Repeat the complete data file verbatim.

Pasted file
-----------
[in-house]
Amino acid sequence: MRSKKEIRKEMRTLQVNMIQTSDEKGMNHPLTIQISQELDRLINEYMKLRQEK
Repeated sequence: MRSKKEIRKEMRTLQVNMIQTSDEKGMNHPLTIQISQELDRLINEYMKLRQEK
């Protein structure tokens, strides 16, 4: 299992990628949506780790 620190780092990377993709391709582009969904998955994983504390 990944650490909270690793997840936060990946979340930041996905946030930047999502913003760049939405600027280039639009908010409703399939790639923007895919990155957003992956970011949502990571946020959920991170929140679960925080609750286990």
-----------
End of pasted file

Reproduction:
[in-house]
Amino acid sequence: MRSKKEIRKEMRTLQVNMIQTSDEKGMNHPLTIQISQELDRLINEYMKLRQEK
Repeated sequence: MRSKKEIRKEMRTLQVNMIQTSDEKGMNHPLTIQISQELDRLINEYMKLRQEK
């Protein structure tokens, strides 16, 4: 299992990628949506780790 620190780092990377993709391709582009969904998955994983504390 990944650490909270690793997840936060990946979340930041996905946030930047999502913003760049939405600027280039639009908010409703399939790639923007895919990155957003992956970011949502990571946020959920991170929140679960925080609750286990």